@JustinMSalvato: isn't the keyboard included for $499? I thought the base model was $399 without but im not sure as here in the UK they are MUCH more expensive all round.

     

    EDIT: Actually you are right just checked $499 without keyboard :/ but I suppose they are aiming for the iPad especially on the fantastic build quality. the 32Gb WiFi iPad without keyboard is $599.

    Still, cheaper would be better as it is £399 without keyboard here in the UK.

  • Justin M. SalvatoJustin​MSalvato Microsoft junkie

    , IRB wrote

    @JustinMSalvato: isn't the keyboard included for $499? I thought the base model was $399 without but im not sure as here in the UK they are MUCH more expensive all round.

     

    EDIT: Actually you are right just checked $499 without keyboard :/ but I suppose they are aiming for the iPad especially on the fantastic build quality. the 32Gb WiFi iPad without keyboard is $599.

    Still, cheaper would be better as it is £399 without keyboard here in the UK.

    Ah, but do you see my point? In the U.S. anyway, at $499, people are going to ask, "who has the better app selection?" And the answer will be the iPad.  Microsoft has to either get some KILLER apps for RT immediately or include the keyboard for that price. 

     

    Again, when you see those street signs of the Surface, they show the keyboard with the tablet.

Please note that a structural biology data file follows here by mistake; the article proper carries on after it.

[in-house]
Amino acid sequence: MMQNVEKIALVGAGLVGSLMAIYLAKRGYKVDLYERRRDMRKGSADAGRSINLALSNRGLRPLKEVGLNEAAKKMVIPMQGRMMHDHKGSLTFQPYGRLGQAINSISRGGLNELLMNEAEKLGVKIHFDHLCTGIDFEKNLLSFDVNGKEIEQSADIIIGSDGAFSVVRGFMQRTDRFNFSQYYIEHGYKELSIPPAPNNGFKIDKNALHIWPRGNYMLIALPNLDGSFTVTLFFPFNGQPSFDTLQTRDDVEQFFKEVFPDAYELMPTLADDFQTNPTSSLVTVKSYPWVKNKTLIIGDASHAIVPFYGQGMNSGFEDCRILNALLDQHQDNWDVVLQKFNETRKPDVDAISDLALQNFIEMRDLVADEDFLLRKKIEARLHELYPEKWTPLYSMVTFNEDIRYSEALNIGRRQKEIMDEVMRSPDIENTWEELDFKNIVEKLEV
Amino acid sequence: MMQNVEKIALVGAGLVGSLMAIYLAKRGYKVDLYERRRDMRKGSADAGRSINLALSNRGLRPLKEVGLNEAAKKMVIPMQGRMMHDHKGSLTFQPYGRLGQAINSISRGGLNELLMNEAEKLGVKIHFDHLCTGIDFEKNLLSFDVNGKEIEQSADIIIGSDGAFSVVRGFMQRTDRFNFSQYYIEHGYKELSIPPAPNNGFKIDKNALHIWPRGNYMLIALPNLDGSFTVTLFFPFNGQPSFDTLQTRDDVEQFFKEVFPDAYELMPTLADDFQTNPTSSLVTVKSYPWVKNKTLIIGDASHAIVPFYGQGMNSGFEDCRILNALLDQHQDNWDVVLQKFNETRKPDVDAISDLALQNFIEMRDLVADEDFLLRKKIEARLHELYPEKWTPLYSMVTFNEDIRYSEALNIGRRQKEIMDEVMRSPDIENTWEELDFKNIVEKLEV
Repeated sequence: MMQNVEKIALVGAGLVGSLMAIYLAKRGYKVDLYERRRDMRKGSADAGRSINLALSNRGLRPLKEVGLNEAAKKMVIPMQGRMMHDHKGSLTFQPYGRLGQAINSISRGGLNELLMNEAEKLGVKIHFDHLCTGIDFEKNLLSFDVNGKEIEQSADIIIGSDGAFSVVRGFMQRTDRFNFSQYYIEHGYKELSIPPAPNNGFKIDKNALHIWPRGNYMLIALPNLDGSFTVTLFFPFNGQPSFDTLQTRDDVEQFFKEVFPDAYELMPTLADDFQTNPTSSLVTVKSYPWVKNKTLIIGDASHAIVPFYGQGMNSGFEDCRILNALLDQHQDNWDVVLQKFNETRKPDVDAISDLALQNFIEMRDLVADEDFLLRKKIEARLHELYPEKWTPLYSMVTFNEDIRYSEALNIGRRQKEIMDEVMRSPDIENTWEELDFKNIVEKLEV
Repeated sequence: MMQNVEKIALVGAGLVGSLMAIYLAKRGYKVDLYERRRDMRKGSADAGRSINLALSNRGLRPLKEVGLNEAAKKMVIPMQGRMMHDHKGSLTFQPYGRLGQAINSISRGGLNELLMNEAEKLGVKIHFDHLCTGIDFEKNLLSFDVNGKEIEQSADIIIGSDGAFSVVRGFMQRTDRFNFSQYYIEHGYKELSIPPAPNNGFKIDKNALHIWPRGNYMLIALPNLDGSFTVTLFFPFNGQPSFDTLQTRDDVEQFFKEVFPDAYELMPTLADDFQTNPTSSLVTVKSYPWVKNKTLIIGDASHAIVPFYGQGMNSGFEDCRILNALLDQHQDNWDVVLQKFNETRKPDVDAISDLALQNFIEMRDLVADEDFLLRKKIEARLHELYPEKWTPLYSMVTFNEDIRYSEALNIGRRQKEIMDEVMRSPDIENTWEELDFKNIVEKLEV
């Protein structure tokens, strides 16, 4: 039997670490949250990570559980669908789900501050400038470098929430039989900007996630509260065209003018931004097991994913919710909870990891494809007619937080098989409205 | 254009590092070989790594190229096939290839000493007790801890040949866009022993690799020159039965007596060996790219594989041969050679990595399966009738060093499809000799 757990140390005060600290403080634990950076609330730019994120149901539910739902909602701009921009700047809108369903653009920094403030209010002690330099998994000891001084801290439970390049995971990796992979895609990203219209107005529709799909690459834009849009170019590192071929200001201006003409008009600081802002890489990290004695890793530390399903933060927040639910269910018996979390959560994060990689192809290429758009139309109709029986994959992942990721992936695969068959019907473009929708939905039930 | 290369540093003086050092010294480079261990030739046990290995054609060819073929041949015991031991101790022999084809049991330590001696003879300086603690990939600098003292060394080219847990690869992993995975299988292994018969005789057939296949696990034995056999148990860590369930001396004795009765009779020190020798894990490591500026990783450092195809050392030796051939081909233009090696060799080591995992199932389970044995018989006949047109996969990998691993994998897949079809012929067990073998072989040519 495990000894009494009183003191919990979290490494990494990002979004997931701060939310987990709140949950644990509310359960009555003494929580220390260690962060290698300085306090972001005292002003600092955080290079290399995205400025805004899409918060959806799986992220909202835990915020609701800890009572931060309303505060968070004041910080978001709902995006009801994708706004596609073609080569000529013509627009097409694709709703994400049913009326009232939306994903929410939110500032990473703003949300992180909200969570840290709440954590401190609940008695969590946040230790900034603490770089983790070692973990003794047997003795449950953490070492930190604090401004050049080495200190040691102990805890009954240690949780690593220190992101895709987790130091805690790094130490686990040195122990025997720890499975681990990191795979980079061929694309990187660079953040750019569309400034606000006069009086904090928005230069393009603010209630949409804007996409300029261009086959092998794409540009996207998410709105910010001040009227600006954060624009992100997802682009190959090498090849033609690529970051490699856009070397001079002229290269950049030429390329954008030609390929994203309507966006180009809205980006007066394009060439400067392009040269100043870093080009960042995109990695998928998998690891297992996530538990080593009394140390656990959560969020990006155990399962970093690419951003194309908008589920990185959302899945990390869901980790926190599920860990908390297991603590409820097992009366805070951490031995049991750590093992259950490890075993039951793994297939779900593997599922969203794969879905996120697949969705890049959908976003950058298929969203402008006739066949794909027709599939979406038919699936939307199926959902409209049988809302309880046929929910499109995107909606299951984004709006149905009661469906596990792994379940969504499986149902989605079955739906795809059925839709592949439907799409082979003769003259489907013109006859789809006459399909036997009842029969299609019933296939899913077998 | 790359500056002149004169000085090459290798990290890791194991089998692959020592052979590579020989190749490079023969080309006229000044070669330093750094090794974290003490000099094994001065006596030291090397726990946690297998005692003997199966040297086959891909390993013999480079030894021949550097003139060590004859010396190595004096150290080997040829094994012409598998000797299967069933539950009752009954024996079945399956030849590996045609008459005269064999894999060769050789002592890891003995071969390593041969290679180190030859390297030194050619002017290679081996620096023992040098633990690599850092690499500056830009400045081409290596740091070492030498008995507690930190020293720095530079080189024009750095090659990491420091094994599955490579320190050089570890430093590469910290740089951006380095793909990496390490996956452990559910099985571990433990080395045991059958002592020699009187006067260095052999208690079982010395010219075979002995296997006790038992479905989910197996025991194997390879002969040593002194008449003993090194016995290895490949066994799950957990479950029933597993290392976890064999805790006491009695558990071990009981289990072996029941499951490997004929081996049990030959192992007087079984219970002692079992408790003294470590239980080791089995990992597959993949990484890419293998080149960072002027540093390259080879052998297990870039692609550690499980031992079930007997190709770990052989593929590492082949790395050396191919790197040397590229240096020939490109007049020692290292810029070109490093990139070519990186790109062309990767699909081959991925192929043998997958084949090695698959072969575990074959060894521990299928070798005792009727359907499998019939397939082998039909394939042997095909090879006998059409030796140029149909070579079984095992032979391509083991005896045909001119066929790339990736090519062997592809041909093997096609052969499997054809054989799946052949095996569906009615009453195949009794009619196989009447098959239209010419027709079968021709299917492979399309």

• IRBIRB

    @JustinMSalvato: Sure, I think they would sell much more if the dropped the price to say $399 or $449 without keyboard or just bundle it with the $499 model. However, I bet they aren't that cheap to make (not $100 worth tho). There might also be pressure from OEM's to not make them too cheap so they don't kill off the chances of other OEM's RT devices selling.

  • I'd rather have the Surface Pro. There are things I've wanted to try for a while on a touchscreen that would be easy to do on the Pro because it can run all the software that's already out there. If I got an RT tablet I would have to wait for someone to write an RT app that does the same thing and there's little hope it'll ever happen.

    I don't see much happening with RT any time soon when it comes to being able to anything other than content consumption. If you want to get anything done you still need "real" Windows.

    I'll have to wait for good reviews and detailed specs to see if it's a good ultrabook as well as a tablet. I'm concerned about the low amount of RAM it has and whether the onboard sound works well with ASIO4ALL.

  • Paul MestemakerPaulMest Former Ping Co-host

    , IRB wrote

    IllumiRoom looks totally bad-*

    Agreed.

    I'm considering getting a Surface Pro too as I would also like pen input, that is the thing I miss the most. I previously had an HP TC1000 and EliteBook 2730p which I used for taking notes in OneNote, a great tool for meetings.